- Skew - the direction of the action of the force is at an angle. It can occur both with direct exposure to a part of the body, and indirectly.
- Screw-shaped - if the bone was subjected to a strong rotation at a fixed one end. For example, during an accident.
- Longitudinal - the fracture line is parallel with the bone length. Usually appear with a strong squeezing and impact blunt object with an unlimited surface( asphalt, earth).
- Splintered - there are more than two bone fragments, there is no clear fracture line.
- Embedded - arise when falling from a height. The direction of the force passes along the longitudinal axis of the bone, and after fracture the fragments "enter" one into the other.
For any of these lesions, bone fragments can be displaced and additional trauma of soft tissues can occur. But fractures of the radius in a typical place usually do without small fragments.
There is one more classification, indicating the degree of skin damage. It divides all fractures into open and closed ones. Open, as it would be logical to assume, damage the skin, and bone fragments can be seen with the naked eye. They are dangerous because of the high probability of infection of the wound and significant blood loss. Closed fractures have a more favorable course and do not communicate with the external environment.
The trauma doctor, knowing where the fractures most often occur, can accurately diagnose the trauma. So:
- Area of the head and neck of the radius, next to the elbow joint. Formed by falling on an outstretched arm.
- Diaphysis of the radius - happens with excessive force. Often combined with a fracture of the ulna.
- A fracture of a radius in a typical place is in three centimeters from a brush. Occurs when falling on a bent brush with an outstretched arm. It is more common in older women because of postmenopausal osteoporosis.
- Fracture with a dislocation of the ulna.
It is clear that the main complaints of a person who has a bone fracture diagnosed in a typical place do not differ from those for another lesion localization, but nevertheless one should emphasize the symptoms.
So, the patient in the waiting room will complain of pain in the area of the injury, which is aggravated by pressure and movement. There is a pathological mobility of the injured forearm, if there has been a displacement of fragments or fragmentation of the bone. Because of the swelling, there will be swelling of the hand and a symptom of fluctuations. The damage of large vessels is often said to be a hematoma. In addition, after the injury, there may be a visually or instrumentally determined limb shortening( due to displacement of bone fragments), as well as a crepitation symptom( crunch) when trying to probe the injury site. Closed fracture of the radius in a typical place is characterized by deformation and defoguration of the wrist joint with pathological flexion or extension of the hand, displacement of the fragments and disturbance of the wrist relief.
Consists of several stages:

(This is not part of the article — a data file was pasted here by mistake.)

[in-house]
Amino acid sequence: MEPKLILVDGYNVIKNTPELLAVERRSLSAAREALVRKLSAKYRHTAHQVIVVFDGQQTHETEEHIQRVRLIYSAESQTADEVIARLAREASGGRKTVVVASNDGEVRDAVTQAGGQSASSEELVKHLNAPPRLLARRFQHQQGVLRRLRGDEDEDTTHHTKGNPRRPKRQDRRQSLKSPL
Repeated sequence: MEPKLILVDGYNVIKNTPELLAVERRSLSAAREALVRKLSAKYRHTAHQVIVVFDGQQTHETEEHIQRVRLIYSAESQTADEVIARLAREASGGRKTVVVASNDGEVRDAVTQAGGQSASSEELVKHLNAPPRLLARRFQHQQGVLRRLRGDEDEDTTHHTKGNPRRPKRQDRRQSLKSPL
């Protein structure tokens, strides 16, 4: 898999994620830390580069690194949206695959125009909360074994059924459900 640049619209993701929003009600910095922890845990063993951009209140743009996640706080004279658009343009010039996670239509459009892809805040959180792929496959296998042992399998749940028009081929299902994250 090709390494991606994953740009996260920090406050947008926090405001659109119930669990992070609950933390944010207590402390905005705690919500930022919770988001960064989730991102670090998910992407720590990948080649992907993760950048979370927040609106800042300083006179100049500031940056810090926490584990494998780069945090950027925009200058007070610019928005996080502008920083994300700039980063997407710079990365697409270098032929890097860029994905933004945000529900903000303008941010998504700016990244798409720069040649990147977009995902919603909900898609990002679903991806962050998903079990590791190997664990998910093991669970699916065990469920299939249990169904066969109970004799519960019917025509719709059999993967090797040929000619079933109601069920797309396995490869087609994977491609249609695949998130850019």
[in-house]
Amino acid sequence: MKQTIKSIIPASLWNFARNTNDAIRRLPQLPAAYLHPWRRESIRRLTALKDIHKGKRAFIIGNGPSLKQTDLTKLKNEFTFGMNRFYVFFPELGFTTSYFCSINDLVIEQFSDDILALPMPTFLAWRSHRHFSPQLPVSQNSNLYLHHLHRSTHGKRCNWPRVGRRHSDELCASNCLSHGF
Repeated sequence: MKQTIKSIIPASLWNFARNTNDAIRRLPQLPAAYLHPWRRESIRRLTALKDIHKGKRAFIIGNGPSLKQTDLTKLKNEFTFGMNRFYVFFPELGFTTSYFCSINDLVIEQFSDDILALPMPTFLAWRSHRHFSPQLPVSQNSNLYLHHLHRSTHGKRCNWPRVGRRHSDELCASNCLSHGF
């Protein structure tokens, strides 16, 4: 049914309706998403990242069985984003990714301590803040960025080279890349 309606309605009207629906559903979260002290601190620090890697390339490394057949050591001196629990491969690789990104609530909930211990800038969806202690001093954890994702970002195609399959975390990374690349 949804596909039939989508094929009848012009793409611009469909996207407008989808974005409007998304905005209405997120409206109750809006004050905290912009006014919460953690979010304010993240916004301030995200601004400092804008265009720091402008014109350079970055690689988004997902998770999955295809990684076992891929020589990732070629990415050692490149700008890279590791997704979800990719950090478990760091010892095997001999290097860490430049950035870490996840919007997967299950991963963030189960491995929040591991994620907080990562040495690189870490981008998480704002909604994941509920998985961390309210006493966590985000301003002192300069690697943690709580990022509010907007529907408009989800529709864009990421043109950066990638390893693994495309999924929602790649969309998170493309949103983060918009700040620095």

- Poll( complaints, mechanism of injury, medical history and health).
- Inspection( skin color, presence of fluid under it, pulse, degree of damage and pathological passive and active movements in the fracture site).
- Radiography( a picture of a damaged limb in two projections).
- Tomography linear and computer( it is used in especially difficult cases to exclude a mistake in diagnosis or prepare for a reconstructive operation).
- Angiography( done to exclude damage to the vessels of the forearm).
Since fractures of the radius in a typical place are quite common, it is not superfluous to tell about first aid to the victims.
- Be sure to call the ambulance.
- Maximum immobilize the limb to prevent the displacement of fragments.
- Apply cold to the fracture site, but do not forget to wrap a piece of ice in the towel so that there is no frostbite.
- Drink anesthetic.
Most often, a fracture of the right radial bone occurs in a typical place, since this hand is working in most people. A person instinctively tries to be shielded by it or leaned and traumatized. However, do not forget that a fracture of the left radial bone in a typical place is also possible( both in right-handed and left-handed).It all depends on the situation. Therefore, doctors should not lose their vigilance.
The basis of therapy, as in other cases, is limb immobilization and relief of pain syndrome. To do this, use a plaster bandage or langets, taking pain medications. But the treatment of fracture of the radius in a typical place does not end there. The sufferer must be vaccinated against tetanus, given antibiotics and immunoglobulins to increase the body's resistance( especially appropriate with open fractures).Wearing gypsum lasts up to 2-2,5 months. Surgery may be required if complications occur.
No one is immune from problems even with such a common phenomenon as a fracture of the radius in a typical place. Complications usually appear at the diagnostic stage. These include:
- open fracture;
- additional fracture of the ulna;
- presence of dislocation or subluxation;
- significant displacement of fragments;
- nerve compression or vascular injury;
- pathological fracture;
- is a multi-lobed fracture.
The next step after the removal of gypsum is a long process of physiotherapy, which is necessary to restore the function of the forearm and hand. Usually this happens 2-3 months after the diagnosis of "fracture of the radius in a typical place."Rehabilitation is necessary to strengthen the muscular framework of the limb and gradually restore its mobility after a prolonged immobilization. Difficulties can arise in elderly people, patients with diabetes mellitus, impaired liver function, kidneys and reduced immunity.
Fractures of the radius in a typical place - a fairly ordinary and routine diagnosis in the emergency room, but from this pathology is not becoming less important for either the doctor or the patient.